OCOGs should incorporate legacy considerations into all aspects of infrastructure planning. This can include engaging long-term operators and funders through the decision-making process, planning for the post-event transfer of assets, ensuring that sustainability expertise is embedded throughout the organisation, particularly in the procurement function, and integrating environmental, social and governance (ESG) considerations throughout the infrastructure lifecycle.
Implement clear sustainability policies strategies when procuring infrastructure and associated services.
Taking a strategic approach to procurement can help to mitigate adverse impacts on workers, human rights, and the environment. Setting policies early in the Games delivery process can provide clear guidance throughout within OCOGs and with their partners, and help mitigate risks that are more challenging to address if they arise closer to the Games.
Costing and cost-benefit tools:
Fully evaluating the costs and benefits of options around the construction of new infrastructure, renovation of existing infrastructure or use of temporary infrastructure is critical to managing sustainability and legacy risks. These tools can help guide OCOGs’ evaluation of decisions around when to build new or temporary venues, or use upgrade existing venues.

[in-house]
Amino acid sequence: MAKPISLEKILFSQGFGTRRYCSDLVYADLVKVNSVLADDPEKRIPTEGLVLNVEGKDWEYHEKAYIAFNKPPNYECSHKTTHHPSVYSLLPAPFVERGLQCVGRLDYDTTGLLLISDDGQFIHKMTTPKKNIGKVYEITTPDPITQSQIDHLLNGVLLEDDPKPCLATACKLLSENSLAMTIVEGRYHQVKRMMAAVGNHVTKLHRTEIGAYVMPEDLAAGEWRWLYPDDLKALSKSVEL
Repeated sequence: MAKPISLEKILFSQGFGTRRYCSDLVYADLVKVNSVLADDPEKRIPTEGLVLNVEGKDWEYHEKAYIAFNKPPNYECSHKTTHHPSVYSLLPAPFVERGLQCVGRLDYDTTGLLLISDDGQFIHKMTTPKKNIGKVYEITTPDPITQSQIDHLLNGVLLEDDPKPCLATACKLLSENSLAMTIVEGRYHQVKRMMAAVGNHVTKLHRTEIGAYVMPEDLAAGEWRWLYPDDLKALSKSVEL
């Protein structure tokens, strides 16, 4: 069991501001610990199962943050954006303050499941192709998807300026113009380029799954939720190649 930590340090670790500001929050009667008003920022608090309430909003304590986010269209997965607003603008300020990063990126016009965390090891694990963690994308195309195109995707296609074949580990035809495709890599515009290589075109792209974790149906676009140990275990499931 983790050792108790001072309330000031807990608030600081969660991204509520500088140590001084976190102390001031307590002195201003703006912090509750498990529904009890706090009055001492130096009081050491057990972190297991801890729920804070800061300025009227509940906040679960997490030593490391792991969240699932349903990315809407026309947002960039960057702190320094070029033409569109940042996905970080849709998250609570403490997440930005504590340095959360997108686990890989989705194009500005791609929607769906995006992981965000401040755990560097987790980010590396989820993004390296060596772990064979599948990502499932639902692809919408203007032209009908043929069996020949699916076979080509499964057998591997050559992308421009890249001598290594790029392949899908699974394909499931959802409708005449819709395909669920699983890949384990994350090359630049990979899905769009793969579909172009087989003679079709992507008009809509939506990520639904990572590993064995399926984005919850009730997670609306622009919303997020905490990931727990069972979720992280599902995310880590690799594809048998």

European Investment Bank: The Economic Appraisal of Investment Projects at the EIB
The Guide illustrates how the Bank conducts economic appraisal of projects. It takes a broader view than standard financial appraisals that focus on private financial returns to include other benefits and costs to society, accounting for all resources used by the project, whether human, technological, or natural, and gauges the value the project generates to all stakeholders. The Guide includes methodology specific to the tourism sector, including venues, and a case study involving a multi-purpose sport, social and cultural arena.